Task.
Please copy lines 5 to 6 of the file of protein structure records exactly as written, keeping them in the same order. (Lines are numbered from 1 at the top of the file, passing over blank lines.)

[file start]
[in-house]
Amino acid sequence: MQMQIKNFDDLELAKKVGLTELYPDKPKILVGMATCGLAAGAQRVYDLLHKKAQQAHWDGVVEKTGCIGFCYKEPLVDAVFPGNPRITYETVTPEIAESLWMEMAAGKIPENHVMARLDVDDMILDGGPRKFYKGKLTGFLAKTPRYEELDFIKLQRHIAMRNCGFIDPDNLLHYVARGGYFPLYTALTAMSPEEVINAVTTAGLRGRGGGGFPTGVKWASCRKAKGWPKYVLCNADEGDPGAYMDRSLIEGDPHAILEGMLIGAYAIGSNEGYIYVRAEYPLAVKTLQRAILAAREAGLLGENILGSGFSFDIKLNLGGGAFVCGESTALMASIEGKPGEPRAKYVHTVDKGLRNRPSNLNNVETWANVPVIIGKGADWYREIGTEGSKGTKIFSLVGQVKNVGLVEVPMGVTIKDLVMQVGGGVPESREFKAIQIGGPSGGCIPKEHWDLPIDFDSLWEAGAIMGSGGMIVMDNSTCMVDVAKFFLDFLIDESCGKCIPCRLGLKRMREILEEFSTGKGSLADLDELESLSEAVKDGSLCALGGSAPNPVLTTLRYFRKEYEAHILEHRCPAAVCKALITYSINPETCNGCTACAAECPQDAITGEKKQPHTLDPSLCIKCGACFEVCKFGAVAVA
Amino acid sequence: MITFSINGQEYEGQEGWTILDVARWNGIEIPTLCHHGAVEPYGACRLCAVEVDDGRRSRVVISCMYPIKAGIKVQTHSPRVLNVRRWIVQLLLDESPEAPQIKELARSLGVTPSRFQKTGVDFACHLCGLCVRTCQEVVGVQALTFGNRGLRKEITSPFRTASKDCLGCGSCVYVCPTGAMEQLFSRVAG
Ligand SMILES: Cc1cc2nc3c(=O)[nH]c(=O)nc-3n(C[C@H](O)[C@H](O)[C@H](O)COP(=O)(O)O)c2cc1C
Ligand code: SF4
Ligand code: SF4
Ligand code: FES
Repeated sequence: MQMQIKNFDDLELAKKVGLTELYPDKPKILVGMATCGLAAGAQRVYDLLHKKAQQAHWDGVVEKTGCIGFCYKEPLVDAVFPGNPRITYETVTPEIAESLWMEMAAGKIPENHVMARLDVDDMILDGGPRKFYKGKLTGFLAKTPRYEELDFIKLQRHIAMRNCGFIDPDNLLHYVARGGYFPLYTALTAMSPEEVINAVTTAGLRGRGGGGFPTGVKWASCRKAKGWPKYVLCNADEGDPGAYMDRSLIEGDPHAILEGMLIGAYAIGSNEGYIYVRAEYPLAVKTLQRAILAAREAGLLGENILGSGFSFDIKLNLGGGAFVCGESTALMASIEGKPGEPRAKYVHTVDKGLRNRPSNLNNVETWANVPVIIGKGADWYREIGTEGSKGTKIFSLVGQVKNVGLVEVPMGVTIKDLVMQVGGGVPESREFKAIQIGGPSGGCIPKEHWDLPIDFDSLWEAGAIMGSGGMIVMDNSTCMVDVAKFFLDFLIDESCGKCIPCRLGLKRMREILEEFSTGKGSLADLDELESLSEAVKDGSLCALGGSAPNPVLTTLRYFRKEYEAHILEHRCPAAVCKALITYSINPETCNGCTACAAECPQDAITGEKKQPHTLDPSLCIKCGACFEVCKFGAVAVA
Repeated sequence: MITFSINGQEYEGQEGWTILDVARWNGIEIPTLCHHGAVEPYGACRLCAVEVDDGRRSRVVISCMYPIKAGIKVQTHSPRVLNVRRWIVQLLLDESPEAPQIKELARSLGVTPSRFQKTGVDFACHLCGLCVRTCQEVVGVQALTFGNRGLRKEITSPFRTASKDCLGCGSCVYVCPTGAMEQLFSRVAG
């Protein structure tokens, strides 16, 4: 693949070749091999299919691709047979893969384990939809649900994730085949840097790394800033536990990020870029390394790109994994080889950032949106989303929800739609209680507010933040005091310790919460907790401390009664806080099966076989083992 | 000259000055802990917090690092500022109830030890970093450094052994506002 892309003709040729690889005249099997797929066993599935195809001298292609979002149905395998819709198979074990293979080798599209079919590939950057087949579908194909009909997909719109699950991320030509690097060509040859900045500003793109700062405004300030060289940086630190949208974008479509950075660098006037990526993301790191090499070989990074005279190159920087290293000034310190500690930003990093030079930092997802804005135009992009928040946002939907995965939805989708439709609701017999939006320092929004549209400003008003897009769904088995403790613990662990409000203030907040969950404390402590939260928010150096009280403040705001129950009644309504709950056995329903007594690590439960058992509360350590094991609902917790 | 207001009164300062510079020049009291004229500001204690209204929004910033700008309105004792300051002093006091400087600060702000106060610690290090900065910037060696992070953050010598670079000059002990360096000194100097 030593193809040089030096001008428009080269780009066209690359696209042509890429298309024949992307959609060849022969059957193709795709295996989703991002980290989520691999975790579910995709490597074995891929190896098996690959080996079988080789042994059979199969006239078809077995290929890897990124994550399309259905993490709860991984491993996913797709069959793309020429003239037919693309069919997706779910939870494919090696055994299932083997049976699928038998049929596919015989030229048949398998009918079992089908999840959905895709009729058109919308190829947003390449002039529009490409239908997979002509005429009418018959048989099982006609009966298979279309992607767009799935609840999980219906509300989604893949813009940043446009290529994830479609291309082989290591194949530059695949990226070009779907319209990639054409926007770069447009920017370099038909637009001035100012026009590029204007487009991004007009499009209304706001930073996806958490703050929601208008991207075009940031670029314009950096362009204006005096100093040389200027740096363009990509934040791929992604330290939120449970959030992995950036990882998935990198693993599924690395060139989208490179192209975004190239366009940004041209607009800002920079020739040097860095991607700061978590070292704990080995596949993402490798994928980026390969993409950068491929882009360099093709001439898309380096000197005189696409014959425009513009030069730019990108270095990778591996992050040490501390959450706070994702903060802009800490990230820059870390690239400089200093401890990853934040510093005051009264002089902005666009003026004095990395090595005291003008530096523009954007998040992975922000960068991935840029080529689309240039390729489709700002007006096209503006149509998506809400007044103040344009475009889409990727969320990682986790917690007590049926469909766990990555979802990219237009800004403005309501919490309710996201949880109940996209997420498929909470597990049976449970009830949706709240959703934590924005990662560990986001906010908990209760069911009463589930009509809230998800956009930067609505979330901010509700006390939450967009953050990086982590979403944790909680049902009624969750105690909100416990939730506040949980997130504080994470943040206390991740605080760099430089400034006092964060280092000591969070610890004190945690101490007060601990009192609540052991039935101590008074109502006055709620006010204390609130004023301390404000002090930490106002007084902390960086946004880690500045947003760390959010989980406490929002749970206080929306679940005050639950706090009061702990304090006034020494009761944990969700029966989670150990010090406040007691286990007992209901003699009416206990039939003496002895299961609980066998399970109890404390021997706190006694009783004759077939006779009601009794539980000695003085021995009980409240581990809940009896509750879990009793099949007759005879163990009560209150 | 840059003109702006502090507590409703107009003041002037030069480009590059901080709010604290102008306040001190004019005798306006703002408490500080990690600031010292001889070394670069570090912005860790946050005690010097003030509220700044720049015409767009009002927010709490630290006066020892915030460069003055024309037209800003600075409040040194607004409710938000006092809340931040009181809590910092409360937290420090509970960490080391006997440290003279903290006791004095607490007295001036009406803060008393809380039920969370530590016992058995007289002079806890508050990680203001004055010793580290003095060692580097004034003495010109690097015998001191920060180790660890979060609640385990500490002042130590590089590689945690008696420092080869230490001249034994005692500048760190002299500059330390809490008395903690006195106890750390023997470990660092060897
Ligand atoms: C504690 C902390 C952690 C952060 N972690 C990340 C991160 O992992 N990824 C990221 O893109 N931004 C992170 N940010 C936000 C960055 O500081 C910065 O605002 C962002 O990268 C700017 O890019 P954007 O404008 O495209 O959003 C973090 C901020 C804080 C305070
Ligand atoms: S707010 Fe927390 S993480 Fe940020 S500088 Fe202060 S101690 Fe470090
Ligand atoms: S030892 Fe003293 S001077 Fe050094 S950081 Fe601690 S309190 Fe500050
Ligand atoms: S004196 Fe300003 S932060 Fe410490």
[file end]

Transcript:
Ligand code: SF4
Ligand code: SF4